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Democrats Dare Not "Abandon" the White Working Class

Democrats Dare Not "Abandon" the White Working Class

By David Paul Kuhn - December 5, 2011


It’s an enduring myth of modern American politics that the white working class is what stands between Democrats and a majority. Even before the character of Archie Bunker became a liberal scapegoat on television, the demise of the FDR coalition was reduced to bubba blowback.

In a sense, “All in the Family” captures decades of Democratic deliberation. The debate between old Archie (Joe Sixpack) and the young, college-educated Michael Stivic (hippie) defined the 1970s sitcom. The Democratic establishment decided that it had to choose between the two archetypes. It bet on Michael. And the Nixon-Reagan coalition dominated American politics for more than four decades.

A recent Democratic study has reignited this old debate. In effect, the report argues we are finally living in Michael the hippie’s America. Democrats, it implies, should invest their future in a coalition of college-educated Michaels, his wife Gloria, his friends of color, basically anyone not an Archie or an Edith.

Last week, veteran political writer Tom Edsall added fuel to that debate with a smart overview of this budding Democratic consensus. He led his New York Times story with this provocative tease: “Democratic operatives for the 2012 election make it clear for the first time that the party will explicitly abandon the white working class.”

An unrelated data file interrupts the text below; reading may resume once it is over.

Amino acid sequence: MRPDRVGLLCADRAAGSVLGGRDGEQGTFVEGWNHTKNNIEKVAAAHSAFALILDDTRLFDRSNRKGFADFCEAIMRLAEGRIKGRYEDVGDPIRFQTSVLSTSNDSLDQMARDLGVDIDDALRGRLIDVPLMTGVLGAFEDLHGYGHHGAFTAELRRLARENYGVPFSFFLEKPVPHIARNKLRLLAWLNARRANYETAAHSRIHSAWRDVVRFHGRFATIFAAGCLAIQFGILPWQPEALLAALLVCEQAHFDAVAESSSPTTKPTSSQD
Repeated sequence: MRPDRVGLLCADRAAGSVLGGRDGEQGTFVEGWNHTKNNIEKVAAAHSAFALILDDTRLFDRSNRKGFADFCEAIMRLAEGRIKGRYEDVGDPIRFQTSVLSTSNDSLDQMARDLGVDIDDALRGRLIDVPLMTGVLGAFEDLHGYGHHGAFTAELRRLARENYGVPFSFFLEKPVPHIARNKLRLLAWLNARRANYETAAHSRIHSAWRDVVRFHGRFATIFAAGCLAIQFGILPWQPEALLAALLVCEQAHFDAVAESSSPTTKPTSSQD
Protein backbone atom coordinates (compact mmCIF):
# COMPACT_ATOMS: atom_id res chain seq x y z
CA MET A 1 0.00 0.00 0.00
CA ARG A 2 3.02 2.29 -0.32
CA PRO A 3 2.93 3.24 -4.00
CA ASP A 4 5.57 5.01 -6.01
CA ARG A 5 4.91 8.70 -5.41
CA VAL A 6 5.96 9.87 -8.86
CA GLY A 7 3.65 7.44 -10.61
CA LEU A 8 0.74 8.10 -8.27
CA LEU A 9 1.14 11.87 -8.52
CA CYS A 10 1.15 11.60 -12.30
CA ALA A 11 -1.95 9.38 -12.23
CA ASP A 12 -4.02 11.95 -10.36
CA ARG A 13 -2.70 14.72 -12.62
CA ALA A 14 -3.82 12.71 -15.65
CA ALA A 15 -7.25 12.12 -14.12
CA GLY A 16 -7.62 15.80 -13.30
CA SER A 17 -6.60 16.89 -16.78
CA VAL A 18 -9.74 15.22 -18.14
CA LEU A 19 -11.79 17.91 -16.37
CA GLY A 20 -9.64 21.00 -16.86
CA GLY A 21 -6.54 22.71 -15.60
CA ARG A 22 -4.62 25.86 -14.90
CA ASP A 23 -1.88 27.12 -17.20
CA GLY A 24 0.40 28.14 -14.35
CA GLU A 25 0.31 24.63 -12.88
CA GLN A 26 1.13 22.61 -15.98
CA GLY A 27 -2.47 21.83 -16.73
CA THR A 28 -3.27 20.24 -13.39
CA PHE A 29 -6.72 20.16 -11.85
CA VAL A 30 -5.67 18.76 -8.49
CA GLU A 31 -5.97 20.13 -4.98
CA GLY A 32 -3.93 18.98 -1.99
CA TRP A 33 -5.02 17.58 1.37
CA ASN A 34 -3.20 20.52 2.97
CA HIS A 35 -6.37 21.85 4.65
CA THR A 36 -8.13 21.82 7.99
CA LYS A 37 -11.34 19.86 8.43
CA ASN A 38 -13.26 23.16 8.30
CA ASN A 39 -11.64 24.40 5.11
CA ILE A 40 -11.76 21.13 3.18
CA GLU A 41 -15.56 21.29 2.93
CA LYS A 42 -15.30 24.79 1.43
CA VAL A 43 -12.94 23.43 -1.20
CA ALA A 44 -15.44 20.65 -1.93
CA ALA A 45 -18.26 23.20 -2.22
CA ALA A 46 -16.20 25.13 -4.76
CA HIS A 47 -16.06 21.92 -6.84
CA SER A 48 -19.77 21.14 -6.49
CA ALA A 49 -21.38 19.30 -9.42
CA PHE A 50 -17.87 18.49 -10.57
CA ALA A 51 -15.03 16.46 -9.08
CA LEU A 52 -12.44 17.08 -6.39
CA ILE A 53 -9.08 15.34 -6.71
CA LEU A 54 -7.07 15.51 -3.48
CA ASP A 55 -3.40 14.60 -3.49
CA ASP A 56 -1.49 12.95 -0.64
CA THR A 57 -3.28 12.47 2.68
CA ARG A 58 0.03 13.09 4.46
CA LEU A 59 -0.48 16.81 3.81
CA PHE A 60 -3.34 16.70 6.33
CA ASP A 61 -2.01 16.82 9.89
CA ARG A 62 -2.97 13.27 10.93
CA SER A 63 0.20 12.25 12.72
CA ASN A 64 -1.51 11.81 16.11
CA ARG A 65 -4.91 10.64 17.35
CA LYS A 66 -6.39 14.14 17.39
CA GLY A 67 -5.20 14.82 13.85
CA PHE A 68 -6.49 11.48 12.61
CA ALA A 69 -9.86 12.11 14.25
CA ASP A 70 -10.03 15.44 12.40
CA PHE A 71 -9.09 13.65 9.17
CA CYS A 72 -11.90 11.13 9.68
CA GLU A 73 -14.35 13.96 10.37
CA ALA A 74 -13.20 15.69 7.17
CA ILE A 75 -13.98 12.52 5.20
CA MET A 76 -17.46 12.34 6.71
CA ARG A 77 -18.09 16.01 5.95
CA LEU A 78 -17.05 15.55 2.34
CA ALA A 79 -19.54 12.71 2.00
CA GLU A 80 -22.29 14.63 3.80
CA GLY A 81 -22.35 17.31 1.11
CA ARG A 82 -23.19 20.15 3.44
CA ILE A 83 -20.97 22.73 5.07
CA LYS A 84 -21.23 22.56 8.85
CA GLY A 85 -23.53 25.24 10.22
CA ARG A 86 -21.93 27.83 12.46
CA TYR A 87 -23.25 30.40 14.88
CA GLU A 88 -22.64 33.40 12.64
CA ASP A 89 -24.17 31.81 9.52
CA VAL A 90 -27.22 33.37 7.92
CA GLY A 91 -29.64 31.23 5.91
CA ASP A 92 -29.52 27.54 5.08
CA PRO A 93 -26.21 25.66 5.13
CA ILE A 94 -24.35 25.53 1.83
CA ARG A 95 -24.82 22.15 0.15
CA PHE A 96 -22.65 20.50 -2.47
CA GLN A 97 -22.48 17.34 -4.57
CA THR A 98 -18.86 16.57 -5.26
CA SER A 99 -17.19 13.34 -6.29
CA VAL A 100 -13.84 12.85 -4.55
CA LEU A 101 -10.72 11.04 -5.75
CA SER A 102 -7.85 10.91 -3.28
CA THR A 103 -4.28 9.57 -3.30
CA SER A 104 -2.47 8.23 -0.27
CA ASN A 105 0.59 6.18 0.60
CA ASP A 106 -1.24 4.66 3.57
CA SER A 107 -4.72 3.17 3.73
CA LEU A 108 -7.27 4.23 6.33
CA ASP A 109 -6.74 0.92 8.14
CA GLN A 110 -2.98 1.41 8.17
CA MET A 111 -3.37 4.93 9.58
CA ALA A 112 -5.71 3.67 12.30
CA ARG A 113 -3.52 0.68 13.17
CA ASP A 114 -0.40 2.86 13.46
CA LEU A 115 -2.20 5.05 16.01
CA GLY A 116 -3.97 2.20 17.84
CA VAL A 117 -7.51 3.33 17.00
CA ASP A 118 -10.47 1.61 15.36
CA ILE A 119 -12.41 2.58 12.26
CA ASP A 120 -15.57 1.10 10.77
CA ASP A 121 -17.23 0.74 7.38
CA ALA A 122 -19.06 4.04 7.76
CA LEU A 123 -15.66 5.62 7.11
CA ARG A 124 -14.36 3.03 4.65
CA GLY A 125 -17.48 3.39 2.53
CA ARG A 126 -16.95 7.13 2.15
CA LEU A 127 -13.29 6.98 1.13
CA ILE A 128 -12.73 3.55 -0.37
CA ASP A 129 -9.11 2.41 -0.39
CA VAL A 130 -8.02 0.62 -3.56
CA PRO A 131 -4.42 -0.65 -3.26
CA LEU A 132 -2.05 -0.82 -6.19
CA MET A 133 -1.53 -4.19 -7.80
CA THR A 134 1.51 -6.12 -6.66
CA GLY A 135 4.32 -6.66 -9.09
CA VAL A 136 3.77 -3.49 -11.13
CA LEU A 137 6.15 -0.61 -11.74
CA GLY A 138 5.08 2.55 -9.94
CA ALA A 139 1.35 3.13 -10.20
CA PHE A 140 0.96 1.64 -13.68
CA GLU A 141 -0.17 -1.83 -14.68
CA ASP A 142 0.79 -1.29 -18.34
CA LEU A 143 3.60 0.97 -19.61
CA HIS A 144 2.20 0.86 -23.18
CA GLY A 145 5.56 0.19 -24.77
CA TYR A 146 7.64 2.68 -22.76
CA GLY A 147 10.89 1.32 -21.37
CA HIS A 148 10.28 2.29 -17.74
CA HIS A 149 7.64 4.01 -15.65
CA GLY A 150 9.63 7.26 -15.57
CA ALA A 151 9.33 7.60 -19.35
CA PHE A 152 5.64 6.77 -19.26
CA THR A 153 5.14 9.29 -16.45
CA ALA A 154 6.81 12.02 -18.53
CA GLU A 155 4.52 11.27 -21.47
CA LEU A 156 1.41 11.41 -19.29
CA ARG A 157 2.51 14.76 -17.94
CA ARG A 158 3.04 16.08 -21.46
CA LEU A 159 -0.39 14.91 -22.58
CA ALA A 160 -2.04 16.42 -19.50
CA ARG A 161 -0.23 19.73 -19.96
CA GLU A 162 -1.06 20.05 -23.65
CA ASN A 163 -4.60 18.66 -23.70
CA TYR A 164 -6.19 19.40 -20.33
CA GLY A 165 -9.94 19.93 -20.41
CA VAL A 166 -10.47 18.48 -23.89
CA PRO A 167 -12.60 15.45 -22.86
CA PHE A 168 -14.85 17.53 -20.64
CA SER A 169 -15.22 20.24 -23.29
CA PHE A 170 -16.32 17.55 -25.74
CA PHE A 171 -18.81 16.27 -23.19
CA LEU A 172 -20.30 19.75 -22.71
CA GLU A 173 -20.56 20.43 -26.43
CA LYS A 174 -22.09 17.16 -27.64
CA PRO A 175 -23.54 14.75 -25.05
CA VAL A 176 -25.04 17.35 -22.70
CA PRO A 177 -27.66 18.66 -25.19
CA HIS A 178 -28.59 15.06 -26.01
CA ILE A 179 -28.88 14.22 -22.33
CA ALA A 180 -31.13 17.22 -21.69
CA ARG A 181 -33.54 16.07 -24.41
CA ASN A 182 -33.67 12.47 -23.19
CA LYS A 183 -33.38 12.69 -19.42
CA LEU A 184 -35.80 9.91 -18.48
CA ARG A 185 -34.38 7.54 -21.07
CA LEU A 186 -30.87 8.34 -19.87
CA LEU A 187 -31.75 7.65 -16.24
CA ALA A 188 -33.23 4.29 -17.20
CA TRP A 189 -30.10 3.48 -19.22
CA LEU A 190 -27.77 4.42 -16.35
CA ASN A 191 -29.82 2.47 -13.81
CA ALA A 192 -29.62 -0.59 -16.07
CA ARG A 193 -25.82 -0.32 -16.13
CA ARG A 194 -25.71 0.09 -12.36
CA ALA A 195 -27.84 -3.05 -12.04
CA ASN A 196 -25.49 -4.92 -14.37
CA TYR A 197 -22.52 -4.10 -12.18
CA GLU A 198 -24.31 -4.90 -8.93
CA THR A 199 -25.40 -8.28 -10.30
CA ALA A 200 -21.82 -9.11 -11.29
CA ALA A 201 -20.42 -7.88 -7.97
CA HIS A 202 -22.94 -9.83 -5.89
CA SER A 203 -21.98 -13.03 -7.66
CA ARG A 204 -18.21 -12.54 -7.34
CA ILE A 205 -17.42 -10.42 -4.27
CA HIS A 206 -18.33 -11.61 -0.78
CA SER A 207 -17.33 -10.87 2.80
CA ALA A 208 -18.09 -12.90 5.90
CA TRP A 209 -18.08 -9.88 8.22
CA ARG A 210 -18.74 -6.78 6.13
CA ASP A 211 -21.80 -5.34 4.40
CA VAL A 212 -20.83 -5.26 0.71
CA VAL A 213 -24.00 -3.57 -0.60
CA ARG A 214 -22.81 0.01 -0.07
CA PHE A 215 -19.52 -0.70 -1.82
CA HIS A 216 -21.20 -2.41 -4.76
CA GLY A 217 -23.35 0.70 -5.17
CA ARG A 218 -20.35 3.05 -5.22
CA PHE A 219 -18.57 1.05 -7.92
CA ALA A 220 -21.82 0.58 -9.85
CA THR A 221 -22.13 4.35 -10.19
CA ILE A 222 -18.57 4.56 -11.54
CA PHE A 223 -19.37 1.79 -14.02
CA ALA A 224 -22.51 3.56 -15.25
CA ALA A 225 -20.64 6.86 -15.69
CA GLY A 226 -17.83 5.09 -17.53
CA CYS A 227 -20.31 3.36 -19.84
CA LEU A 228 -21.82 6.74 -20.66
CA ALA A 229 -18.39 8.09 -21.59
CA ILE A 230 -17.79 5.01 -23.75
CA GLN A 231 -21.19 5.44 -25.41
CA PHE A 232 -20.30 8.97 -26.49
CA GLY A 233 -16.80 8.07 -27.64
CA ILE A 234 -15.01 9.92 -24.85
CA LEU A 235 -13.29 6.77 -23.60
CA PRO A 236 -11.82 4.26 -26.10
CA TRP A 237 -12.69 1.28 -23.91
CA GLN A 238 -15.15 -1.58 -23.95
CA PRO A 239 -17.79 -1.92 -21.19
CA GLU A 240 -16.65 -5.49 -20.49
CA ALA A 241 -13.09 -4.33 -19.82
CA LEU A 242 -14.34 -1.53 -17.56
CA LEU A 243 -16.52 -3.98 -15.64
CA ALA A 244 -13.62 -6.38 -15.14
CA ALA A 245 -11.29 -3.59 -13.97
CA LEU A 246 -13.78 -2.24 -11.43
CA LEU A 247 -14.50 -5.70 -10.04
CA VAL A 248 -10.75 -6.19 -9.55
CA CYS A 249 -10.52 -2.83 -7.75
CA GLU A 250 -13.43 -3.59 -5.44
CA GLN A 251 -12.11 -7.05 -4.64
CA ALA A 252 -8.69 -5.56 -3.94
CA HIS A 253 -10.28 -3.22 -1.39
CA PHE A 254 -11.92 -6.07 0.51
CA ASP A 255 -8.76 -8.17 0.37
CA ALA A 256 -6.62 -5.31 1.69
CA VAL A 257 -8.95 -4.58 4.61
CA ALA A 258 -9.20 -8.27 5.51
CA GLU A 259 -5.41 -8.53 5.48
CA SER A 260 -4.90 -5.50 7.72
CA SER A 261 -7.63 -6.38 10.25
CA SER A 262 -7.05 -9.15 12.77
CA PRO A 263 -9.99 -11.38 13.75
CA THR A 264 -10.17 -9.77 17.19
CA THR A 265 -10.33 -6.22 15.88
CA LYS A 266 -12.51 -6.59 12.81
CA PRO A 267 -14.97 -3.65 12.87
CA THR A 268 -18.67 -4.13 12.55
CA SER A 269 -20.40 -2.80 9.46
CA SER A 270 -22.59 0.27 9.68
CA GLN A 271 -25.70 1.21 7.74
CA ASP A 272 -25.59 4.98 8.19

In effect, this “adios, Archie” mindset has been Democrats’ de facto strategy since 1984. But those voting blocs -- minorities, youth, the emerging tide of educated white women -- were always considered carrots to supplement, not supplant traditional, working-class Democrats. Bill Clinton’s 1996 campaign strategists placed these voters, particularly “soccer moms,” in a preferred bracket they termed “swing one,” augmented by white men and working-class whites, or the “swing two” bracket. But now, demographic shifts have led Democrats to conclude that they no longer need the latter.

It worked for Clinton. But he had a booming economy at his back, a middling Republican opponent, and a third-party candidate who siphoned more votes from the right than the left. Yet Clinton still failed to win a majority of the vote or a majority of white women.

Since then, however, America has grown browner, more educated, less married and more secular. Democrats are depending upon these changes to fortify Obama’s presidency. A weak Republican nominee (see Gingrich, Newt) would certainly help Obama’s cause.

It is those demographic shifts that led influential progressive analysts Ruy Teixeira and John Halpin to write a report titled “The Path to 270.” The detailed study essentially argues that Obama cannot afford to completely lose working-class whites but he can, and should, salvage re-election by seeking supporters elsewhere. Teixeira first argued this strategy in a book he co-authored in 2002, “The Emerging Democratic Majority.” A decade later, Democrats are still waiting.

Misunderstanding of Democrats’ “White Problem”

The “Emerging Democratic Majority” was a formative text for a generation of liberal thinkers. Yet its premise was fatally flawed. It argued that when whites become more educated they become more liberal, and thus more likely to vote for Democrats. This has proven true of white women, but not of white men -- a trend that helps explain the persistence of Democrats’ white-male gap.

Consider Obama’s current job approval rating in the Gallup Poll. Only 35 percent of white, college-educated men approve of him, compared to 46 percent of white, college-educated women. This latter group has a view of Obama more similar to Hispanics’ than their white, male, upscale counterparts. This trend has defined voting behavior for decades.

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David Paul Kuhn is a writer who lives in New York City. His novel, “What Makes It Worthy,” will be published in February 2015.

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